[Sayma-Discuss] From Juan Cole's Informed Comment: "The Situation in Gaza"

Steve Livingston nc-stereoman at mail.com
Fri Jun 22 08:54:49 EDT 2007


 I've been depending on Juan Cole for informed commentary on the Middle
East for several years. He is one of my few "daily reads". He is a
professor of Middle Eastern history, speaks and reads several Arabic
languages, and is married to an Iraqi. His perspective is very
well-rounded.

In his analysis of the Gaza situation, Professor Cole says:

"Palestinians are not intrinsically more violent than anyone else, not
essentially less able to administer or govern than anyone else. Few
countries have not had civil wars or at least major civil conflicts. The
question should be not "Why are Palestinians like that?"-- which is a
racist question-- but what social and economic factors are driving the
present conflict?"

In my frequent discussions with fellow citizens concerning the Middle
East, I often encounter this racist attitude: "Why are those Muslims so
violent?" Certainly, there are cultural and historical differences that
ought to be taken into account in order to understand and mitigate Middle
Eastern conflicts. But by putting any racist assumptions aside, we can
see how the economic and military policies of the United States and her
principal ally in the Middle East have exacerbated and in some cases
created what appear to be intractable problems. Sweeping, fundamental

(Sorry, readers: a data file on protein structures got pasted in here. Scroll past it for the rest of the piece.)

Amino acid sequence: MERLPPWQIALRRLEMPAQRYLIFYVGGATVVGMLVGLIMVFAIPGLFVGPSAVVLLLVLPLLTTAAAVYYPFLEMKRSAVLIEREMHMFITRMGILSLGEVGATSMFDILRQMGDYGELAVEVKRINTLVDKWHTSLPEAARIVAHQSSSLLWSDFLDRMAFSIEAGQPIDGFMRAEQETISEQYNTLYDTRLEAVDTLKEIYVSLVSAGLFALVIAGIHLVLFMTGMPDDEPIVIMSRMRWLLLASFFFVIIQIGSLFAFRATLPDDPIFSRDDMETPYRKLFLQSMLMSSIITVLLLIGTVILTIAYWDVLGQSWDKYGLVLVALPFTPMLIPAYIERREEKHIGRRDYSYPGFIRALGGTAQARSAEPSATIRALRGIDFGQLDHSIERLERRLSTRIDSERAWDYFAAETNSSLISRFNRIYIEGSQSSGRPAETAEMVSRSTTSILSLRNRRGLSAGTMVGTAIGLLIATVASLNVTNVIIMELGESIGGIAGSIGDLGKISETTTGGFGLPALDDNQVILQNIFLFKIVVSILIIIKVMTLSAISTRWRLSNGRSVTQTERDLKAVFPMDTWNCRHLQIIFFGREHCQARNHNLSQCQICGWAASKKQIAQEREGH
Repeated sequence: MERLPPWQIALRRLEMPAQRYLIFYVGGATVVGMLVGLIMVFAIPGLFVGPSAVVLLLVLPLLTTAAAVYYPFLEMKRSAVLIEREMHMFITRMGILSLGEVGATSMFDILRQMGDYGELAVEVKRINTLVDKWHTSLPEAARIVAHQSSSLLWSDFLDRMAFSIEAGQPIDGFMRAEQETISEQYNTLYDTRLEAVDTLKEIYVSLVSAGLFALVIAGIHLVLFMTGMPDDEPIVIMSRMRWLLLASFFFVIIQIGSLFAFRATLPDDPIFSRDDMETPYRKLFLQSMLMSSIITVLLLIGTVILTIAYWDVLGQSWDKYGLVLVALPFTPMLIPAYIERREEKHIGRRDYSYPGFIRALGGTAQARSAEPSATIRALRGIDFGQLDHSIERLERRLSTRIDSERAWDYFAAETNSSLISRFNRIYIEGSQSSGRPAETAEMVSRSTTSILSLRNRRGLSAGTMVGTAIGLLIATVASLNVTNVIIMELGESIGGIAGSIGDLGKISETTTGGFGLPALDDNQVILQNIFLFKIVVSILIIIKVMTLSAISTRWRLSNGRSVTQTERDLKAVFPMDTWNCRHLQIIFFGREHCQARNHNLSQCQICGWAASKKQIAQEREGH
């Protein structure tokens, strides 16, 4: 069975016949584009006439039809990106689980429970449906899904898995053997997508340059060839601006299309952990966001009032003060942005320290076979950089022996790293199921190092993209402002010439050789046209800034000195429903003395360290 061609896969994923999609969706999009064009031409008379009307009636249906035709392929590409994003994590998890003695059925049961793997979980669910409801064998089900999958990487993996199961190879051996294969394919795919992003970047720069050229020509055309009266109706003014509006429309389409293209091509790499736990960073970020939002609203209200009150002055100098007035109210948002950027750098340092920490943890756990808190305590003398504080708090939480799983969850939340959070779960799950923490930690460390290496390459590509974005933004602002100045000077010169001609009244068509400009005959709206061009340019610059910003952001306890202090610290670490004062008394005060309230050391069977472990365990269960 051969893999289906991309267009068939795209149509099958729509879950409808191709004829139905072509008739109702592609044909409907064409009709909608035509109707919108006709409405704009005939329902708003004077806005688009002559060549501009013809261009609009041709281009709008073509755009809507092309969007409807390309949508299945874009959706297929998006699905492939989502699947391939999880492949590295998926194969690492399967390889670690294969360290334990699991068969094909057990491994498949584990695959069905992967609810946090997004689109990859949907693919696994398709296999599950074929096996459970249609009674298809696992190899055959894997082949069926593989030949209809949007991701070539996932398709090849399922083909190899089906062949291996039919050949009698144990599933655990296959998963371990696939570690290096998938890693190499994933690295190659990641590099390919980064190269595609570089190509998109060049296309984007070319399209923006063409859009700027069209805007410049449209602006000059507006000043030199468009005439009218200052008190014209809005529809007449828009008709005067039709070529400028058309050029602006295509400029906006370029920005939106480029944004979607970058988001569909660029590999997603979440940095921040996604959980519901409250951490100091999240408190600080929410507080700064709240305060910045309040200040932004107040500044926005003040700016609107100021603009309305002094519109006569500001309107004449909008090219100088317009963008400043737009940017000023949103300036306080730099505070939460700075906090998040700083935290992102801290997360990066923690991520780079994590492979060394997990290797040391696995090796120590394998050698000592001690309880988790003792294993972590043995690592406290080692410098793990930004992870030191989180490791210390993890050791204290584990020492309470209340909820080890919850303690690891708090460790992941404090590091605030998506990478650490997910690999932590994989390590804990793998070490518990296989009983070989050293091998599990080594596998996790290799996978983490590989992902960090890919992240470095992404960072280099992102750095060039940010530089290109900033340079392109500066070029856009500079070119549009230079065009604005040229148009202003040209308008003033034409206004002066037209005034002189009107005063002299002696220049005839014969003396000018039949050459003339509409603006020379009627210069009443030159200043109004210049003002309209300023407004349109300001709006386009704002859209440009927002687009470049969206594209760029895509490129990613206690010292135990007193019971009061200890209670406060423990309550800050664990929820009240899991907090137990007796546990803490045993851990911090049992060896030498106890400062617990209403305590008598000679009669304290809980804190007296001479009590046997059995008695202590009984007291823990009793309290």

changes in US policy could have a trememndously healing effect.
Fortunately, one Presidential candidate is prepared to implement such
changes.

Last Winter, AFSC and FCNL participated in a meeting of ecumenical
leaders with Iranian President Mahmoud Ahmadinejad. Despite being
recognized in America largely on the basis of a comment he never actually
made, Ahmadinejad has expressed a readiness, as have most other Middle
Eastern leaders, to engage in regional negotiations to end the occupation
of Middle Eastern lands by foreign military forces. This is the
absolutely essential first step that must be taken in order to resolve
the conflicts both in Iraq and in Palestine. As the source of one of
those foreign occupation forces, and a primary supporter of the other,
the US stands firmly in the way of resolution.

Regardless of the extent to which any other forces may or may not be
responsible for the situation in Gaza, in the West Bank, or in Iraq, we
Americans have a responsibility to address the policies of our own
government that fuel the flames of civil wars.

Steve

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